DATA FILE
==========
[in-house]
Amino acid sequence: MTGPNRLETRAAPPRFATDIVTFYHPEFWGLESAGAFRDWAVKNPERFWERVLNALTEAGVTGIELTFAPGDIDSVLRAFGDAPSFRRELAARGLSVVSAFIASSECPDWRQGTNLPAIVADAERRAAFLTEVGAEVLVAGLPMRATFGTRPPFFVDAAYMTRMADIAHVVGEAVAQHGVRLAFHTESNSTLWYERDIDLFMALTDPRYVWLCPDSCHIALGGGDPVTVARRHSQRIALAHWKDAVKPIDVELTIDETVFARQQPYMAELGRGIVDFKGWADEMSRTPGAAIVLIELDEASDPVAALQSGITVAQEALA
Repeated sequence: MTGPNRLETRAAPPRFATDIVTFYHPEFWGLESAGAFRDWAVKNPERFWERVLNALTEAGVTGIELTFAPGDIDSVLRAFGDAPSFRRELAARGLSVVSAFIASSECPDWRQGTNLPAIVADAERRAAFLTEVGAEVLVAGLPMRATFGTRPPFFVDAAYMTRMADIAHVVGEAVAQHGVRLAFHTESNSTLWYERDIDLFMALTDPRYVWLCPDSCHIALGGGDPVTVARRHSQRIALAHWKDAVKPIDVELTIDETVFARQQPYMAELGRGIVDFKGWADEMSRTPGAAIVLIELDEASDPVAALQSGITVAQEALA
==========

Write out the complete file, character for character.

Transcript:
[in-house]
Amino acid sequence: MTGPNRLETRAAPPRFATDIVTFYHPEFWGLESAGAFRDWAVKNPERFWERVLNALTEAGVTGIELTFAPGDIDSVLRAFGDAPSFRRELAARGLSVVSAFIASSECPDWRQGTNLPAIVADAERRAAFLTEVGAEVLVAGLPMRATFGTRPPFFVDAAYMTRMADIAHVVGEAVAQHGVRLAFHTESNSTLWYERDIDLFMALTDPRYVWLCPDSCHIALGGGDPVTVARRHSQRIALAHWKDAVKPIDVELTIDETVFARQQPYMAELGRGIVDFKGWADEMSRTPGAAIVLIELDEASDPVAALQSGITVAQEALA
Repeated sequence: MTGPNRLETRAAPPRFATDIVTFYHPEFWGLESAGAFRDWAVKNPERFWERVLNALTEAGVTGIELTFAPGDIDSVLRAFGDAPSFRRELAARGLSVVSAFIASSECPDWRQGTNLPAIVADAERRAAFLTEVGAEVLVAGLPMRATFGTRPPFFVDAAYMTRMADIAHVVGEAVAQHGVRLAFHTESNSTLWYERDIDLFMALTDPRYVWLCPDSCHIALGGGDPVTVARRHSQRIALAHWKDAVKPIDVELTIDETVFARQQPYMAELGRGIVDFKGWADEMSRTPGAAIVLIELDEASDPVAALQSGITVAQEALA